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Talbot Mundy was an early 20th century English writer who often wrote under the pseudonym Walter Galt. At age 19 he left London to travel to India and parts of the Near and Far East. Most of Mundy's novels are set in India under British Occupation in which the loyal British officers encounter ancient Indian mysticism. In the 1920's Mundy wrote stories about Tros of Samothrace, a Greek freedom fighter who aided Britons and Druids in their fight against Julius Caesar. Told in the East in s romance set in India. The story begins, "A coppersmith was about the only living thing that seemed to care whether the sun went down or not. He seemed in a hurry to get a job done, and his reiterated "Bong-bong-bong!"--that had never ceased since sunrise, and had driven nearly mad the few humans who were there to hear it--quickened and grew louder. At last Brown came out of a square mud house, to see about the sunset."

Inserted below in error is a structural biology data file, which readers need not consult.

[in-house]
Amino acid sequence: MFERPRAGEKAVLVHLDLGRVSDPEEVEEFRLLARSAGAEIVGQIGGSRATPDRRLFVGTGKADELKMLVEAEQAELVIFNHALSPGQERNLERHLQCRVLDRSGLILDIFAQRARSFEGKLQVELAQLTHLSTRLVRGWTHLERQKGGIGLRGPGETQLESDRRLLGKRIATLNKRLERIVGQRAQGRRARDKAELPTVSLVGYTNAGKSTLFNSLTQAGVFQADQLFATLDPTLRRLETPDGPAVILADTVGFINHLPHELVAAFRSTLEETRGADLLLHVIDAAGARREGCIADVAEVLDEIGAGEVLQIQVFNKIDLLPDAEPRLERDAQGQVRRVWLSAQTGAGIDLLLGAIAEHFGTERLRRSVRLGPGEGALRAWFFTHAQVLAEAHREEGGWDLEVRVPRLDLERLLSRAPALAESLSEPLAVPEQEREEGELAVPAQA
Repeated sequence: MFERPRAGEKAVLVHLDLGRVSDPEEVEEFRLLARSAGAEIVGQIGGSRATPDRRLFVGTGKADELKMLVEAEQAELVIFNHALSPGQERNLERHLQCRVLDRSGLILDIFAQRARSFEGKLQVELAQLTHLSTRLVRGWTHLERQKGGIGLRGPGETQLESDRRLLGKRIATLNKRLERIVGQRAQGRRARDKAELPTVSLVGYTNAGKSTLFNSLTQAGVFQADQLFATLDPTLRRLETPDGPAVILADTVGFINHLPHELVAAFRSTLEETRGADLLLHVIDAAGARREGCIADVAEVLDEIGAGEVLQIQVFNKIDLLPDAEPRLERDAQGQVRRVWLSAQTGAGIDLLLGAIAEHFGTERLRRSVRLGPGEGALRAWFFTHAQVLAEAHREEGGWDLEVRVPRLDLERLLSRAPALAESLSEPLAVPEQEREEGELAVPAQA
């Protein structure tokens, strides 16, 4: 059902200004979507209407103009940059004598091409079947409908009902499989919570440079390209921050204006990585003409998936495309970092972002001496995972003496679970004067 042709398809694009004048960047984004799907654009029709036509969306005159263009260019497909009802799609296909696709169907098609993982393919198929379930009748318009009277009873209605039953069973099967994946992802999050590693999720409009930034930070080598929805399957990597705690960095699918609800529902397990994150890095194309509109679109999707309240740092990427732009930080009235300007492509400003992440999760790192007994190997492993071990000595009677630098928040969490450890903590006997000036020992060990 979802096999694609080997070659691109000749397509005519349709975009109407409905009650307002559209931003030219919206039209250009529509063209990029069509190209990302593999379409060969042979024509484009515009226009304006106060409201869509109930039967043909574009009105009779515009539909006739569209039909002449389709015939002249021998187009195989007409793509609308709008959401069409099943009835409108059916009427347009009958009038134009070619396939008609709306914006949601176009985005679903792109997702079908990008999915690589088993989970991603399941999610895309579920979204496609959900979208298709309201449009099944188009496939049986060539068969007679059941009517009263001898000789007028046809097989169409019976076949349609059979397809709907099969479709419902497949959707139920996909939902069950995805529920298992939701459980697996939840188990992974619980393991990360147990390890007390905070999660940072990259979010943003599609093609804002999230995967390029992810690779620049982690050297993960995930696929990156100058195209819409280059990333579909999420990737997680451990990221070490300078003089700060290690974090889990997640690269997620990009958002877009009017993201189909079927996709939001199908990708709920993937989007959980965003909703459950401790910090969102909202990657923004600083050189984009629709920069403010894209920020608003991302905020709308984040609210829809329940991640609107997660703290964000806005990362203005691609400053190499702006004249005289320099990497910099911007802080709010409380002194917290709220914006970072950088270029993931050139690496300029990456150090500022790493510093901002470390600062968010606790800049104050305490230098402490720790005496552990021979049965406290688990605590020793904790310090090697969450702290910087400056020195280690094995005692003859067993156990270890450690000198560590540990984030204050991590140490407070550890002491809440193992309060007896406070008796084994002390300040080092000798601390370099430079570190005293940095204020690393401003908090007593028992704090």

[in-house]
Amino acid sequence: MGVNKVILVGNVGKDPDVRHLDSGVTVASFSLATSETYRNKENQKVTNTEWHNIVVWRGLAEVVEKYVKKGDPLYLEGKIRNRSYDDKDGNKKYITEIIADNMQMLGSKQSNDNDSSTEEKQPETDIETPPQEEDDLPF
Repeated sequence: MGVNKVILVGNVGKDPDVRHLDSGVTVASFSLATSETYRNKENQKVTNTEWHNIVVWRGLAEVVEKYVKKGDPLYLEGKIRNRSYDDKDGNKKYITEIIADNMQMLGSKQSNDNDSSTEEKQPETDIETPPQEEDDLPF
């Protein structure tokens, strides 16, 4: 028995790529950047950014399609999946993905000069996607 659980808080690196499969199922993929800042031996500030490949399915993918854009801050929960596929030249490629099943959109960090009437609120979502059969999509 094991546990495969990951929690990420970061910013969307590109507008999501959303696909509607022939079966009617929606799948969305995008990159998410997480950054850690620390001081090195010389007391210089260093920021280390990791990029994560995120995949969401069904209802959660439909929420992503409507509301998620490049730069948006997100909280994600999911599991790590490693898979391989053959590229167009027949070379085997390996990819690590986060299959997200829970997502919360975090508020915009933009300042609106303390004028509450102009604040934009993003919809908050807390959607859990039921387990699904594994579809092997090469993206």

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About the Author
Talbot Mundy (born William Lancaster Gribbon, 1879 - 1940) was an English-born American writer of adventure fiction. Based for most of his life in the United States, he also wrote under the pseudonym of Walter Galt. Best known as the author of King of the Khyber Rifles and the Jimgrim series, much of his work was published in pulp magazines. During Mundy's career his work was often compared with that of his more commercially successful contemporaries, H. Rider Haggard and Rudyard Kipling, unlike their work his adopted an anti-colonialist stance and expressed a positive interest in Asian religion and philosophy. His work has been cited as an influence on a variety of later science-fiction and fantasy writers and he has been the subject of two biographies.